“Did you hear what Churchill said on the radio Leopold?” Eleonora asked for what seemed like the millionth time. “He said that we can have a brief period of rejoicing now that Germany has surrendered!”
As much as I would have liked to rejoice, I was still far too tired to feel anything other than precisely being tired. Eleonora had also neglected to mention the fact that Churchill also said that there was still a long and hard road ahead. The Japanese continued to fight and the journey across the Pacific would be a long one.
“Honestly I don’t know how we can rejoice when there’s nothing left of the entire continent.” I grumbled. Eleonora had learned to breathe again, but I had not. I still smelled the smoke, I still tasted the grime and I even still wore my stripes.
“Life in America will be so amazing,” Eleonora continued on. She too was still wearing her stripes but the smile on her face seemed to distort them. I didn’t really see them anymore. I knew they were there, but I couldn’t see them. “Although the vessel will be arriving in New York I really want to go to Boston. Some of the Americans in the port were talking about what life is like there and I really want to go.”
I had no choice but to admire her for her big dreams. They hadn’t taken them from her, despite everything, she still had a good heart. But the big question was, how would she make a life for herself all alone in a foreign country at just fifteen? We had nothing except the clothes on our backs and our souls, if we had any left.
“And what if the boat sinks on its way to New York like the Titanic?” I mused as both Eleonora and I sat on the deck in the open air waiting for the vessel to depart.
“Leopold,” Eleonora grumbled herself, “the Nazis couldn’t kill us, do you think the ocean will?” It wasn’t like her to be annoyed, and especially not with me, but I could not bring myself to share her hope for the future. “I know it’s hard,” she put her hand on mine, “but we’re free now. You can close your eyes and rest easy at night now knowing that our British and Russian friends and allies will stand up for justice for us.”
The boat kept on filling up with other passengers, many also wearing stripes just like us. I said nothing for a while as I looked up at the fluffy white clouds in the sky. My entire family had gone up in smoke, literally. My home had been completely destroyed. Rubble was the only thing left of my house that had been taken over by some Germans after we were forced out. The entire street had been leveled too. There was nothing left.
“Are you sure you don’t want to go to Palestine?” I asked Eleonora after an extended moment of silence.
“You’re not a Jew.” She replied emotionlessly. Eleonora was an Italian Jew but I was only a Pole. Palestine didn’t have much to offer me. There was nothing left of my own country either, or much of any country in Europe for that matter. “But you are.” I added dryly.
“I can’t leave you behind Leopold! You risked your life for me. You gave me your extra rations, you even took a beating from the SS for me in the factory. And you expect me to run off you and never think about you again? I have nobody else. You have nobody else. Who are we if we don’t have each other?”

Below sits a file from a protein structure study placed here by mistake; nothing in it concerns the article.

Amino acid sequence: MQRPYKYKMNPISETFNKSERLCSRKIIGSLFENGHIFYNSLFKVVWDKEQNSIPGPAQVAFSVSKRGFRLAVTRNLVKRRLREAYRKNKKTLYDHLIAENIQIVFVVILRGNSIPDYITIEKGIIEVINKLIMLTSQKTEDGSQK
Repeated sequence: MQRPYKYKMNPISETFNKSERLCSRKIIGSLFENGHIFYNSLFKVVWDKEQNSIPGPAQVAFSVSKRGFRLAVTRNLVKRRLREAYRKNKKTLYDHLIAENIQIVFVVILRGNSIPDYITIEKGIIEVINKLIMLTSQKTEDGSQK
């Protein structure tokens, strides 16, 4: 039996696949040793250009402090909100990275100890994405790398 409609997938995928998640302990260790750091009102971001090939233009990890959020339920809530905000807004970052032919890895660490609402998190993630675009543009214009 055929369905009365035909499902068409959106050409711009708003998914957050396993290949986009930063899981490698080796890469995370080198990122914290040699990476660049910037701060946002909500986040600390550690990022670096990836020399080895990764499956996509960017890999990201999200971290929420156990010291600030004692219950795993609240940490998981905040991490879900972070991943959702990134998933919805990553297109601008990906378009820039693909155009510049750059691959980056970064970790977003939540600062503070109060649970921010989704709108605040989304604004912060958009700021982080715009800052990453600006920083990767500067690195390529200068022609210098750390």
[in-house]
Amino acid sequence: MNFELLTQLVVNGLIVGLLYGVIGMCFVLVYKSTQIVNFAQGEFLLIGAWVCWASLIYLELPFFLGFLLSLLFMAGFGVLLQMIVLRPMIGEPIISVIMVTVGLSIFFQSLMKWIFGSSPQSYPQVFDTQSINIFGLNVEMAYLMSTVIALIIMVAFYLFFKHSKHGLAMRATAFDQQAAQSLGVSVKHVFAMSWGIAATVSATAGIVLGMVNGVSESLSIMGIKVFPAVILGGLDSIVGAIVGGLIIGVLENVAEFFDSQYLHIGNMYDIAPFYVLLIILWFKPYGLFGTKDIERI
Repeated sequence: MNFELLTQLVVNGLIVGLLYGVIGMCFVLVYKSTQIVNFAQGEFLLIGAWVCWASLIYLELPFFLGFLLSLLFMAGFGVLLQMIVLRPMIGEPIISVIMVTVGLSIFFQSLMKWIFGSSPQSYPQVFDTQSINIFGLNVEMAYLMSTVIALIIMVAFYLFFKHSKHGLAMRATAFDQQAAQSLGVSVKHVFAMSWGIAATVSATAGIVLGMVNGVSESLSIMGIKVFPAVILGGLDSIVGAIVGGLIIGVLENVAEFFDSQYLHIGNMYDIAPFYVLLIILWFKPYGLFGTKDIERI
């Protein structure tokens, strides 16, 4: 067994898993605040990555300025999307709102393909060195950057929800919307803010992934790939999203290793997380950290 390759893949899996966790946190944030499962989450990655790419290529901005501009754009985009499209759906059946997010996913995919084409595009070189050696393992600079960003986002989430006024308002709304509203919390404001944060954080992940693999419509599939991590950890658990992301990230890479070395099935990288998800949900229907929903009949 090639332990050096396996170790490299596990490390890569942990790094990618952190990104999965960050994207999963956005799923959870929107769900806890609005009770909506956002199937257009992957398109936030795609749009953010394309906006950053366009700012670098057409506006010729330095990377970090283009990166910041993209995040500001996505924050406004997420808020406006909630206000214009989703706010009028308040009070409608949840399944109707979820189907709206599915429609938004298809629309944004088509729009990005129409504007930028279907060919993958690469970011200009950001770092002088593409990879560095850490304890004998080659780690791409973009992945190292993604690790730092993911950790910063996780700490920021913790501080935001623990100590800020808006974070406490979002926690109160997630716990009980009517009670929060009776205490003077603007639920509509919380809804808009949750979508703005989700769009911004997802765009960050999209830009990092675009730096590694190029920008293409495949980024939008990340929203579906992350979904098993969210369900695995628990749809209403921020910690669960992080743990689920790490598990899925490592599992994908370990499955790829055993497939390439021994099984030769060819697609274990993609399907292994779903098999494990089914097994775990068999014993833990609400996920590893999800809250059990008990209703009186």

Tears rolled down my cheeks for the first time since liberation. When the Russians opened those gates I was right there and collapsed into the arms of the first Red Army soldier I saw. I didn’t understand a single word of what the disheveled man told me but no words were necessary in a moment like that. I then grabbed Eleonora by the hand and we walked out. Just like that we were free. Just like that we’d also been deported almost two years earlier too.
“Are you alright my son?” An older man asked me as he passed me by on the vessel. “Here, have some chocolate,” he went on as he handed me a bar, “it makes anybody happier!”
“Thank you,” I said as I took the chocolate bar and split it with Eleonora.
“It’s true that chocolate makes anybody happier,” she sad joyfully, “I mean, as long as it’s not milk chocolate when you’re lactose intolerant.”
We both began laughing. How long had it been since I laughed? Since the war began? Six years? More than that? Eleonora and I both ate the delicious chocolate and licked our fingers afterwards. I also hadn’t seen any in years, and out on the streets it was a luxury very few people could have with the food shortages and the destruction left in the wake of all the bombings. A fortunate few had gotten rich off the black market but I’d already given up all of my remaining golden teeth that the Nazis had missed to buy Eleonora and I tickets to New York.
“You still have thirty seconds to change your mind about Palestine.” I said blankly as the last few passengers boarded the vessel.
“Look, Leopold, if you hate me that much we can part ways when we get to America.” Eleonora replied, equally blankly.
“What makes you think that I hate you?” I chuckled with chocolate still in my mouth, “I just want you to have a good life. You don’t owe me anything. I did what I did because I wanted to.”
She scooted over to me and laid her head on my shoulder as the boat horn sounded announcing the departure. People waved at those still on land and everyone except me had a smile on their faces that stretched from ear to ear.
“I could’ve missed out on the camp but that also means that I would’ve had to miss out on you,” Eleonora spoke softly through the cheers echoing all over the vessel, “and I wouldn’t wanna miss you for the world.”